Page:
Need a read-aloud to teach fractions in your 3rd grade math, 4th-grade math, or 5th-grade math class? Here is a list of fraction math picture books that would be perfect for your upper elementary classroom! These math read-alouds would be great to teach basic fraction concepts, introduce numerators, denominators, or equivalent fractions. Click on the links below to see the books on Amazon (affiliate links).

Written by Dayle Ann Dodds, Illustrated by Abby Carter

Do your students need help understanding fractions as groups of a whole? This book talks about the number of rooms in a house filling up one by one. This book is great to jump-start a discussion on fractions as parts of a group rather than pieces of a whole.

**Great For**: Introduction to fractions as a group.

Written by Edward Einhorn, Illustrated by David Clark

This adventurous book is stuffed full with fractions! While you read this book, it is fun to have students write down all of the fractions that they hear and see who can find them all! This book is also great at introducing reduction of fractions and equivalent fractions.

**Great For: **Identify fractions around you.

Written by Brian P Cleary, Illustrated by Brian Gable

This book combines bright visuals with basic fraction concepts! Students love to look through all of the illustrations to learn more about fractions.

**Great For: ** Learning the basic fraction concepts, introduction to equivalent fractions, and visualizing fractions.

Written and Illustrated By Loreen Leedy

This book is another wonderful option to show students vivid, colorful illustrations of fractions. This read-aloud is packed with real-life examples and mathematical models.

**Great For:** Step by step directions on how you can make a fraction.

__5. ____Fraction Fun__

Written by David A. Adler, Illustrated by Nancy Tobin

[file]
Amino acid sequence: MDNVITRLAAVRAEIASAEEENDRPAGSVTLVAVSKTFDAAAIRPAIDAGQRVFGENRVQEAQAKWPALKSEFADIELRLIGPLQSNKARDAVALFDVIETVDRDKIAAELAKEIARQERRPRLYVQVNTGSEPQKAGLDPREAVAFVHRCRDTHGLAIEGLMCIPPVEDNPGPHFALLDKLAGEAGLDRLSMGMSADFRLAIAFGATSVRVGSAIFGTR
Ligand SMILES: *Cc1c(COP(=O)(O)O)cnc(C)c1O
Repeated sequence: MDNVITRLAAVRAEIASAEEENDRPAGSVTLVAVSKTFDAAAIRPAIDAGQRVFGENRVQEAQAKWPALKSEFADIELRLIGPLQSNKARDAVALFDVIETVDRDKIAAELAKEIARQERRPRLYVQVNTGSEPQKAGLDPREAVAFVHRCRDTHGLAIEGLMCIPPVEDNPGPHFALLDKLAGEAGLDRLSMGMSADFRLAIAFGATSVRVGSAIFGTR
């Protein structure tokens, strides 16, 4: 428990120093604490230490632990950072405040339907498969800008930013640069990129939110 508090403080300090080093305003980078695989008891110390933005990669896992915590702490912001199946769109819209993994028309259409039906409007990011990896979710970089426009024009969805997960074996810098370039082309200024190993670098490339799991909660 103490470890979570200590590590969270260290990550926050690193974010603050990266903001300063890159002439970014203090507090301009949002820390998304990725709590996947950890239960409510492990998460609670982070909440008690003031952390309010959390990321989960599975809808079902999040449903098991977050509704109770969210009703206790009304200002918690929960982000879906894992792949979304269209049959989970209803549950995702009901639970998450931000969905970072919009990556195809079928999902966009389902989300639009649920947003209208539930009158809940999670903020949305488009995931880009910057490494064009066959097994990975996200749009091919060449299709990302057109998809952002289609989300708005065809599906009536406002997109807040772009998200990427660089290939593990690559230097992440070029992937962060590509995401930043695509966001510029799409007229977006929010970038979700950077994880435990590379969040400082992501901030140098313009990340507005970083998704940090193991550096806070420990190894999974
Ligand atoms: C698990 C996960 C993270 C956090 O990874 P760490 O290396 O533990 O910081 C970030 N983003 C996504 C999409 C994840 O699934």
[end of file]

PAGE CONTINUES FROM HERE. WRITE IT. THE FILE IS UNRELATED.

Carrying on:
This book is fun because it has activities throughout it that your students can do to practice basic fraction concepts. I also love this book because it gives great examples of real-life fractions.

**Great For: ** Basic introduction to fractions.

Written by Taryn Souders, Illustrated by Tatjana Mai-Wyss

This would be a great book for students struggling to comprehend what fractions are, or as an introduction to fractions in 3rd grade.

**Great For**: Fractions in a very simple form

**7. The Hershey’s Milk Chocolate Bar Fractions Book**

Written by:Jerry Pollotta, Illustrated by:Robert C. Bolster

This book is not sold directly through Amazon, so you might have to get creative in order to get ahold of this one! This is a classic and can be found in many libraries. It is great because it relates fractions to candy.

**Great For: **Getting your students to pay attention to fractions because….well candy. Enough said.

Written By: Trisha Sue Speed Shaskan, Illustrated by Francesca Carabelli

This book has beautiful illustrations showing different fractions. I also love that it has fractions written out in word form multiple times for students to see.

**Great For: ** Seeing fractions in number form and also written out in word form.

Written by David A. Adler, Illustrated by Edward Miller

Need a book to help students see the relationship between fractions, decimals, and percents? This is a great choice! I love to read this book when I explain grades and how I get percentages.

**Great For: **Showing the relationship between fractions, decimals, and percentages

Written by David A. Adler, Illustrated by Edward Miller

This book is full of all sorts of fraction concepts! In this book it has examples of of where fractions are in everyday life, important vocabulary for fraction concepts, introduction to comparing fractions, and operations with fractions.

**Great For: ** Fraction Vocabulary.

**BONUS!**

Need an activity to practice fractions before or after you read? Check out my __math coloring books__! They are great for students to work on in between activities or when they first come into the classroom! Need something for that dreaded indoor recess the first week? That would work great for that also!

## Comentarios